We had the pleasure of interviewing Dr Sears when he was in Australia for an Australian Breastfeeding Association seminar! By Kristy Pillinger.


Has ‘Attachment Parenting’ changed over time?

It has evolved over time. The thing about parenting is that good things do not change. It is either right or wrong, black and white. It doesn’t change. I think what has changed is AP adapts to the changing lifestyles. For example, more and more mothers have other professions outside the home. Now, in reality, that hasn’t changed as much as people think. My wife, Martha, was a so-called ‘working mother’; in fact, all mothers are working, and in my opinion, as a humble male and father, I think the profession of motherhood is the loftiest profession you can have. Every other profession is underneath that. Having said that, I think that what is actually better for many mothers now is that it is easier to say work and breastfeed because of the companies allowing it and the breast pumps are better than 45 years ago when our first baby was born – Martha was a nurse, and I was a young struggling poor intern, and we would juggle. She would work and nurse and bring Jim over when I was off work. That hasn’t changed.

Do Parenting labels get in the way?

I think labels can get in the way, yes. Because basically, I describe AP as “suppose you and your mate and your baby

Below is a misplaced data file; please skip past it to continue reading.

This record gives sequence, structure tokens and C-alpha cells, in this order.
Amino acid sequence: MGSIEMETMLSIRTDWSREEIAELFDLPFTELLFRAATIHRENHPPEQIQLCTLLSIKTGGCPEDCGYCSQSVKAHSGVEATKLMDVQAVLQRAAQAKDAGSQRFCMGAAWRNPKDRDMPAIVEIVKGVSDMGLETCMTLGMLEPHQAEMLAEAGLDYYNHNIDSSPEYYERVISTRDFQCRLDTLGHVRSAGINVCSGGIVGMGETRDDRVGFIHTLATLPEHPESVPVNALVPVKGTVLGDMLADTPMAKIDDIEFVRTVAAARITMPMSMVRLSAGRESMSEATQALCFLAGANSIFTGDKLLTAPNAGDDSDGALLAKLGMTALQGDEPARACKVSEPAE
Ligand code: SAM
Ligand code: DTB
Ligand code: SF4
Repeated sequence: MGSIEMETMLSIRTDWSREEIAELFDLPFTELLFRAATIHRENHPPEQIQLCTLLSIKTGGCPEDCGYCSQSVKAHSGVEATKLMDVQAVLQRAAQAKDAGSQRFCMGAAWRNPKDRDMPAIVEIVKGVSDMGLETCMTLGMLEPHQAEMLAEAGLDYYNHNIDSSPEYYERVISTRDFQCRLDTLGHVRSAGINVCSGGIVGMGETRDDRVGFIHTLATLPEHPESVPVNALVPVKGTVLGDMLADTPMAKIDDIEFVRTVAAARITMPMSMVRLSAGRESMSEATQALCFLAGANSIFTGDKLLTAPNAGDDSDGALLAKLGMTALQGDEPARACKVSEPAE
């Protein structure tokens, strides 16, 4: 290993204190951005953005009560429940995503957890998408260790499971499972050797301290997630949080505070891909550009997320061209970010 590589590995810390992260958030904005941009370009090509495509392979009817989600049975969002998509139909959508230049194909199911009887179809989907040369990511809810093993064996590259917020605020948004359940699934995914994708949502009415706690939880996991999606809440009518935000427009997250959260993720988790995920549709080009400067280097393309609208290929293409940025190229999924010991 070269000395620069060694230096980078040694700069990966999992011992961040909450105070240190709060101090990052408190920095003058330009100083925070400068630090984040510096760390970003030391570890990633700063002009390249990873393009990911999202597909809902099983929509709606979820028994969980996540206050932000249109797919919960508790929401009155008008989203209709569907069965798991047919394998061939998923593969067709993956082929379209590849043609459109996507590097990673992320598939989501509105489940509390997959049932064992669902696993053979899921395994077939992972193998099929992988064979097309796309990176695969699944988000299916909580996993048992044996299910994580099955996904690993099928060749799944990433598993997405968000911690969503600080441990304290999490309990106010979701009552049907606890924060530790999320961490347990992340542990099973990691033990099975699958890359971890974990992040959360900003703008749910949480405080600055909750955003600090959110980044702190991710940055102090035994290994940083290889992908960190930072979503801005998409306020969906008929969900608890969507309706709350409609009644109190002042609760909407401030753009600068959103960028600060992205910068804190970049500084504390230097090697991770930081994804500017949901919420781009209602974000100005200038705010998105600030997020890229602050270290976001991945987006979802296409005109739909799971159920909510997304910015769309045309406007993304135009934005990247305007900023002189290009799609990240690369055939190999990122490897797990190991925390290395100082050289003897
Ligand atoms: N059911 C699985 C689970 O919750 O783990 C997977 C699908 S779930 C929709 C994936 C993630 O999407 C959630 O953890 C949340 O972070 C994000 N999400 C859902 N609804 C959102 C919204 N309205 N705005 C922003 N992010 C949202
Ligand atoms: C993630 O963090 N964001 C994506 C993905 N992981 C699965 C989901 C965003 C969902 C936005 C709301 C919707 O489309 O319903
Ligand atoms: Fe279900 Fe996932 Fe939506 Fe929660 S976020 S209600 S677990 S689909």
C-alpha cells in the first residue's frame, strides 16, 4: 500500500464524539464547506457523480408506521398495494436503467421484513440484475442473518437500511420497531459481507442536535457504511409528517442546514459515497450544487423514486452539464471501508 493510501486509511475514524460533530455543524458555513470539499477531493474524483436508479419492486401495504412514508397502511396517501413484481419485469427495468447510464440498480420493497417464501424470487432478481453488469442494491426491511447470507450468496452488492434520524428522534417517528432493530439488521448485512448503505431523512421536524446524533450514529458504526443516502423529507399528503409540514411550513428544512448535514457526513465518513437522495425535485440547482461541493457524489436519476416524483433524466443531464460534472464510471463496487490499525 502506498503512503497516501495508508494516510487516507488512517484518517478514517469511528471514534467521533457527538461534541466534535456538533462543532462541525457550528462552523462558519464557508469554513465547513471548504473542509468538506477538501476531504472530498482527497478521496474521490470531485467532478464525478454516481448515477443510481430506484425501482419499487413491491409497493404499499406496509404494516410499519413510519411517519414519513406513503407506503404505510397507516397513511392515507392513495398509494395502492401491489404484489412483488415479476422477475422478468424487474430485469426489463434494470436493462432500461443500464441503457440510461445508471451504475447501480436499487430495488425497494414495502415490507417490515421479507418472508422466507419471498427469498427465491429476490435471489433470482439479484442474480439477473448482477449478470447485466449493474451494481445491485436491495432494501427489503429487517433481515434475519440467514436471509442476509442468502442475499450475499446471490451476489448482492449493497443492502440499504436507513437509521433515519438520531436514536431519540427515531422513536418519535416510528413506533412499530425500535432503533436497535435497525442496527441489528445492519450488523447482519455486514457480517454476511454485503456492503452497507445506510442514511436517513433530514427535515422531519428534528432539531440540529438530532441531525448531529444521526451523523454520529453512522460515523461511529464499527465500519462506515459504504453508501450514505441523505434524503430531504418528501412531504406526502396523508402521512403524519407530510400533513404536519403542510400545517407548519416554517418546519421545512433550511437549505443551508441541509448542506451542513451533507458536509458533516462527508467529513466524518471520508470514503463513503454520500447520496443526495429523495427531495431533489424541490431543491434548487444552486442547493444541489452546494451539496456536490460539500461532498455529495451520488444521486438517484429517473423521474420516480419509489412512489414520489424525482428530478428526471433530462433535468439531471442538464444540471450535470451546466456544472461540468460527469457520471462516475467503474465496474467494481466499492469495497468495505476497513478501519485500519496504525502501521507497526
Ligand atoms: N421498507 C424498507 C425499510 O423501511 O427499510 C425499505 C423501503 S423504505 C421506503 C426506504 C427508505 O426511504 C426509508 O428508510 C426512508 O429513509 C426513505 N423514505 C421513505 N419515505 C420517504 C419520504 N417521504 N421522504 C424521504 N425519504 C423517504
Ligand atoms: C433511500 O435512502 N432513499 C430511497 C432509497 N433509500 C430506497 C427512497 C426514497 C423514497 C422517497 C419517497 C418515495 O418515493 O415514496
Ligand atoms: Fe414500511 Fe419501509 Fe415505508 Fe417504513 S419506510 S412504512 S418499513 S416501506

were on an island somewhere and there were no baby books, no psychologists, no mothers-in-law, nobody to give you advice. It is what you would naturally do – from the gut”. It is just instinctual parenting ~ no matter what label you give it.

Can you create a ‘rod for your own back when it comes to tending to your baby’s needs?
Actually, it is the other way around. AP is easier. It’s like an investment. You put your time in in the early years, and you sleep better later on. Your child is healthier later on. You’ll have fewer therapists later on. Fewer psychological problems later on.
Psychological problems, in my opinion, are the most draining in parenting.

Anything I can do early on to prevent that psychological mess that many parents get into. So, is it more tiring early on?

Yes. But many mums, when they get into it, find that it is just easier; I don’t have to carry around a bottle, I don’t have to warm it to the perfect temperature, it’s just easier ~ much easier. That’s why one of the Baby B’s we added a few years ago was Balance. There were mums that were getting too tired out. There were mums that did not know when to say no to their babies. That’s why balance is important: what your baby needs most is a happy, rested mother. So if you, for example, at night time dread going to bed because night sleeping is more work than rest, then that is a ‘Red Flag’. You need to make a change.

To meet the needs of children, what is your recommended age gap for siblings and why?

Ideally, 2 1/2 to 3 years. I trust Mother Nature. When most (not all) women practice natural family planning, they are often
infertile for the first year and a half. In cultures that just do biological nursing, where most mothers nurse at night, so they are infertile (if they don’t nurse at night, they are usually not infertile ~ they are usually fertile), babies normally come about every 2 1/2 to 3 years. So in my experience, I think they are close enough to be friends and play together but not so close that they drain the parents.

Do you support Baby Led Weaning?